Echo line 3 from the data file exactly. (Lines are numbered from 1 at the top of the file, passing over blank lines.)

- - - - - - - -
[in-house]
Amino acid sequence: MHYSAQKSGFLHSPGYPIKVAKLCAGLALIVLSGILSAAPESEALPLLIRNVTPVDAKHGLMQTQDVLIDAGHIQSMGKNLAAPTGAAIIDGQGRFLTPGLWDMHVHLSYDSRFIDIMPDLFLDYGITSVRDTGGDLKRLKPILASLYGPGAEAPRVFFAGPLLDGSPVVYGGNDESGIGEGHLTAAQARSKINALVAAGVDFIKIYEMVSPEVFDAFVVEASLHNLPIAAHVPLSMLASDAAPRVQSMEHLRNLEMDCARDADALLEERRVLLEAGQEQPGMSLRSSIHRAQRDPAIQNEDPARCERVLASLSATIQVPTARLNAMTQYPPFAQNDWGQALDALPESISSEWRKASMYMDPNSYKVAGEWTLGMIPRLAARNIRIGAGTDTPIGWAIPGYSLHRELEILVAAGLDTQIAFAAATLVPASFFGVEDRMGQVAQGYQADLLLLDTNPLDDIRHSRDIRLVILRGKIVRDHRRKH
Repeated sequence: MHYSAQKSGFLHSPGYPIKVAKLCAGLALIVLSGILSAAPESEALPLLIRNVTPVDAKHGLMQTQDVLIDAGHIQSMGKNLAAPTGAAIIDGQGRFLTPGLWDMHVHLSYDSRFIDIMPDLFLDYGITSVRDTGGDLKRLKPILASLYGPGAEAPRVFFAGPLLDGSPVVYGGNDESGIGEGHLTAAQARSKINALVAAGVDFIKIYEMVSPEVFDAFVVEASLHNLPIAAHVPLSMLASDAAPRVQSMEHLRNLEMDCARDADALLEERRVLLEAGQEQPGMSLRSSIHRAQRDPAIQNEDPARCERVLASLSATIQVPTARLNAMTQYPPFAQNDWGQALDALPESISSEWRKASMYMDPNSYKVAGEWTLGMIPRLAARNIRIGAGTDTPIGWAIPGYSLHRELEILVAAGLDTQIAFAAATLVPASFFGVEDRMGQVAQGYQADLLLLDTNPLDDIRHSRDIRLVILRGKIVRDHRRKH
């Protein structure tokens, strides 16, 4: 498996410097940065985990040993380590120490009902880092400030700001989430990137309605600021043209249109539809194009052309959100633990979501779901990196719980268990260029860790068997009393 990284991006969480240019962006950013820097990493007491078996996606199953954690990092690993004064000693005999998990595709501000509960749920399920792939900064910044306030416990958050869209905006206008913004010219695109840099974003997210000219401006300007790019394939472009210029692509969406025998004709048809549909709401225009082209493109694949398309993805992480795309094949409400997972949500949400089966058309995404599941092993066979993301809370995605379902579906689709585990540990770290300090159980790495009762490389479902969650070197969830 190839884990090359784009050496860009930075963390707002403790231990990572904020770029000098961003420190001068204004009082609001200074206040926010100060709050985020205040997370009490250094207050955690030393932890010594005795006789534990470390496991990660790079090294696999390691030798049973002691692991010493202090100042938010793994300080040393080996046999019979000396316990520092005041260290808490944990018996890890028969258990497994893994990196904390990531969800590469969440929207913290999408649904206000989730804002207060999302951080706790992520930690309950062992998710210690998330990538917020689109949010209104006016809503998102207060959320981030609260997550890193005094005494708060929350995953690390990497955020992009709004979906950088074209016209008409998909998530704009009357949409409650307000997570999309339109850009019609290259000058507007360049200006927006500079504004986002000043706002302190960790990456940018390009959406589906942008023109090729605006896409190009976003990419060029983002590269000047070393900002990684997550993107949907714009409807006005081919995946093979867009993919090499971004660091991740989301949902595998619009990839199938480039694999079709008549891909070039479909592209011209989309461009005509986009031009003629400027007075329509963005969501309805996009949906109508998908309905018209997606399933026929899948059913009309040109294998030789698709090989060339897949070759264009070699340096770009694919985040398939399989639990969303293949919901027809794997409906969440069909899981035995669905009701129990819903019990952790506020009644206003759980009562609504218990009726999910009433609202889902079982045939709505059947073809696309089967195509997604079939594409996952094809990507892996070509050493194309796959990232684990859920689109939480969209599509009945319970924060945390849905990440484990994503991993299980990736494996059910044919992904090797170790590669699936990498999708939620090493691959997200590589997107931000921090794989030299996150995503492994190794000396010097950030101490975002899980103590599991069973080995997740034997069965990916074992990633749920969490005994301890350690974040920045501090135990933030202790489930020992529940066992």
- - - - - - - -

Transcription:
Repeated sequence: MHYSAQKSGFLHSPGYPIKVAKLCAGLALIVLSGILSAAPESEALPLLIRNVTPVDAKHGLMQTQDVLIDAGHIQSMGKNLAAPTGAAIIDGQGRFLTPGLWDMHVHLSYDSRFIDIMPDLFLDYGITSVRDTGGDLKRLKPILASLYGPGAEAPRVFFAGPLLDGSPVVYGGNDESGIGEGHLTAAQARSKINALVAAGVDFIKIYEMVSPEVFDAFVVEASLHNLPIAAHVPLSMLASDAAPRVQSMEHLRNLEMDCARDADALLEERRVLLEAGQEQPGMSLRSSIHRAQRDPAIQNEDPARCERVLASLSATIQVPTARLNAMTQYPPFAQNDWGQALDALPESISSEWRKASMYMDPNSYKVAGEWTLGMIPRLAARNIRIGAGTDTPIGWAIPGYSLHRELEILVAAGLDTQIAFAAATLVPASFFGVEDRMGQVAQGYQADLLLLDTNPLDDIRHSRDIRLVILRGKIVRDHRRKH